BEHAVIOUR OF AXIALLY LOADED CONCRETE COLUMNS
SUBJECTED TO TRANSVERSE IMPACT LOADS
34th Our World in Concrete and Structures (OWICs) - 2009
H M I Thilakarathna*, Queensland University of Technology, Australia
D Thambiratnam, Queensland University of Technology, Australia
M Dhanasekar, Queensland University of Technology, Australia
N J Perera, Robert Bird Groups & Queensland University of Technology, Australia
Increased industrialisation has brought to the forefront the susceptibility of concrete columns
in both buildings and bridges to vehicle impacts. Accurate vulnerability assessments are
crucial in the design process due to the possible catastrophic nature of the failures that can
occur. This paper reports on research undertaken to investigate the vulnerability of columns in low to medium rise buildings, designed according to the Australian standards. Numerical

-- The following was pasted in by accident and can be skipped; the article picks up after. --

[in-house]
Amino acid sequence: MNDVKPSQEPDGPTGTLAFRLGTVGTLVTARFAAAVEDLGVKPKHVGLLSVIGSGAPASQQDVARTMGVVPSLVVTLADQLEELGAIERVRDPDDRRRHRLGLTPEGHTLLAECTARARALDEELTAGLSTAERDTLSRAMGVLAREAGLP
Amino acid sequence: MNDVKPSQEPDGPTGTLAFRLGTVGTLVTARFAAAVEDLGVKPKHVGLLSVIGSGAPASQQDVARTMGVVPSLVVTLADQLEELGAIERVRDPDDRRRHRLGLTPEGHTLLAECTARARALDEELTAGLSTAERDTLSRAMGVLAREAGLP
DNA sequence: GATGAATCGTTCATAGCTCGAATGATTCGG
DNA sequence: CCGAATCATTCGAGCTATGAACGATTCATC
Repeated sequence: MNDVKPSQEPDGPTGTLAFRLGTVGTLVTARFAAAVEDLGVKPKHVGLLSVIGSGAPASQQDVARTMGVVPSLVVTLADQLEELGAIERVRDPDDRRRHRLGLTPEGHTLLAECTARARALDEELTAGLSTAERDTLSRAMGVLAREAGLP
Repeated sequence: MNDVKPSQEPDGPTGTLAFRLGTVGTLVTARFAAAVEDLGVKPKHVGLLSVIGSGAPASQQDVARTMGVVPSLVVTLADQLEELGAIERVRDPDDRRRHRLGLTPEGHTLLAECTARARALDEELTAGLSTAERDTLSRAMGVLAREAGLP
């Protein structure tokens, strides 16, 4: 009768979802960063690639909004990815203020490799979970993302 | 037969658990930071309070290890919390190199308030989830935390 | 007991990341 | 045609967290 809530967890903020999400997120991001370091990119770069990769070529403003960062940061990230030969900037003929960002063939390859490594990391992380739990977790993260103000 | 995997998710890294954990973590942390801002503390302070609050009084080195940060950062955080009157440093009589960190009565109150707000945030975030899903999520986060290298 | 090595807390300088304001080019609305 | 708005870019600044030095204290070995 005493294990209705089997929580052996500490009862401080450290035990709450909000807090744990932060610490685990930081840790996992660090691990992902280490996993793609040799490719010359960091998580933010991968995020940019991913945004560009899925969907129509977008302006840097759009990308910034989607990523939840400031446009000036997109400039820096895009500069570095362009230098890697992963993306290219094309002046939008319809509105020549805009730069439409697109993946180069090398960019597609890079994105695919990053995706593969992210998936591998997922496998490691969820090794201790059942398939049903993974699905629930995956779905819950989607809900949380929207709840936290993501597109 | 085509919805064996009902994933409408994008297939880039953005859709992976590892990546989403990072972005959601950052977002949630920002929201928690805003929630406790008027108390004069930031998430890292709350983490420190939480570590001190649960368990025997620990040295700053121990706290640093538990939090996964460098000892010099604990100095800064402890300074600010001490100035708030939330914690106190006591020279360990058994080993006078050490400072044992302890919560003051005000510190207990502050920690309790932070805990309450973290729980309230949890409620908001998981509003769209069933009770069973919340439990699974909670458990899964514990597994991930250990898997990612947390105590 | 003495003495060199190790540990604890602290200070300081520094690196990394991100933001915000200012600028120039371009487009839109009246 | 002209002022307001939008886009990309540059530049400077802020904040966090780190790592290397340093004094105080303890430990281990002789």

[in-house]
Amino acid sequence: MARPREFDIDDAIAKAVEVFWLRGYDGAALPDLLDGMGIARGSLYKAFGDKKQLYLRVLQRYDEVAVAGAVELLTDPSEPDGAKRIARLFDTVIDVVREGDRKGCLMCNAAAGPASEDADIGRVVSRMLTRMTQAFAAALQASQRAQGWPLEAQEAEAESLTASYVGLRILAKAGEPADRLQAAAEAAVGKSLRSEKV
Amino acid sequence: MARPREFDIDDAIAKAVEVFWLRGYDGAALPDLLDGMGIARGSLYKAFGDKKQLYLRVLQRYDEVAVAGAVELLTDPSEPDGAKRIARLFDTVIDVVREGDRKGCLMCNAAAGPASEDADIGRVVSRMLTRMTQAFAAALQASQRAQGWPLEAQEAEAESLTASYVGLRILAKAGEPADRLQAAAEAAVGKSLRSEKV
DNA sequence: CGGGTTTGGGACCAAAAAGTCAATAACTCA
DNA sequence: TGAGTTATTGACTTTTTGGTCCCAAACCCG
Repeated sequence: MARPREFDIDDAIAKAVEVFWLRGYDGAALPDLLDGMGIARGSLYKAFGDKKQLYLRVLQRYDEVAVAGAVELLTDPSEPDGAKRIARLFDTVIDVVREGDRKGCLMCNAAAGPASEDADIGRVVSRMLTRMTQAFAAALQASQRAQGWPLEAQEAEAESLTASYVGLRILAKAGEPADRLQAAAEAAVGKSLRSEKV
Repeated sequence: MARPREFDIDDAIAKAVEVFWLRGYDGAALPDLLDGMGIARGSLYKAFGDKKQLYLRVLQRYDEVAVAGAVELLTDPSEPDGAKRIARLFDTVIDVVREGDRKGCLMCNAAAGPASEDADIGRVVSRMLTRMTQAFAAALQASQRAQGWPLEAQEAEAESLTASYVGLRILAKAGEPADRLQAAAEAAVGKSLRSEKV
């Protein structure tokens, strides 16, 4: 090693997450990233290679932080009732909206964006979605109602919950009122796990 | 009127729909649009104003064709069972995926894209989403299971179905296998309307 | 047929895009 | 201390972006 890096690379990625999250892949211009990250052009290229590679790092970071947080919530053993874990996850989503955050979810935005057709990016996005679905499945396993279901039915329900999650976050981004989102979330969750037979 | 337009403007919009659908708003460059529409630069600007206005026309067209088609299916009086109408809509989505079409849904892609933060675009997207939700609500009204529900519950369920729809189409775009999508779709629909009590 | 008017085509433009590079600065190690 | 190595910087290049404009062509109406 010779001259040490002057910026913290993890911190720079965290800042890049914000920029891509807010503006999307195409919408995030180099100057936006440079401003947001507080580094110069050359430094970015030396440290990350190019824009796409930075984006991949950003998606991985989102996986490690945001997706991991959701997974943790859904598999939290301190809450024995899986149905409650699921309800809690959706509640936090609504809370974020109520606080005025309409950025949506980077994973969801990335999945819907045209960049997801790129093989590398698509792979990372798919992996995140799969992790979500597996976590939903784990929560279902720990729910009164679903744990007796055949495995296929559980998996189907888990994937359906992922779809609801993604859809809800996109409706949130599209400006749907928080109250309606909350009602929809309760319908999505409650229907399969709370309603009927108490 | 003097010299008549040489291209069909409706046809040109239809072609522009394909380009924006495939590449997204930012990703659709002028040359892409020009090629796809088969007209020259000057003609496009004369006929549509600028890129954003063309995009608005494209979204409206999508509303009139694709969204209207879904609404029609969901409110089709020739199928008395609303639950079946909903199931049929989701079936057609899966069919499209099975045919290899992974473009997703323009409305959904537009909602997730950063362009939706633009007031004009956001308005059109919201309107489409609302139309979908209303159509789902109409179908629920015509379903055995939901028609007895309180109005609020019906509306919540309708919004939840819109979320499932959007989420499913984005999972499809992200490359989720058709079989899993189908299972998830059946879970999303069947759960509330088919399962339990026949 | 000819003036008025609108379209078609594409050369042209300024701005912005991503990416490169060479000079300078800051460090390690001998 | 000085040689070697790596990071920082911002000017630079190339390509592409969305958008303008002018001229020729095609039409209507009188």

simulation techniques were used and validation was done by using experimental results
published in the literature. The material model formulation used for validation is scrutinised
and numerical tests are preformed to examine its ability to simulate the impact conditions.
Axially loaded columns made out of grade 40 to 50 concrete with two different steel ratios are considered in the analyses. It is found that typical columns in five storey buildings, having a high slenderness ratio of 13.33, are highly vulnerable to medium velocity car impacts . The investigations are continued with different combinations of parameters to identify the means to mitigate damage. It is observed that the design option with low amount of steel significantly improves impact capacity while a higher grade of concrete considerably increases the vulnerability of the impact, contrary to what would be expected. However, further improvements can be made when smaller slenderness ratios are selected. In particular, influences of time of impact and iso-damage conditions are investigated in detail. It has also been found that vehicle impacts can be categorised next to the quasi-static loading region in typical force-impulse diagrams. This will allow numerical methods to be implemented to quantify the impact damages.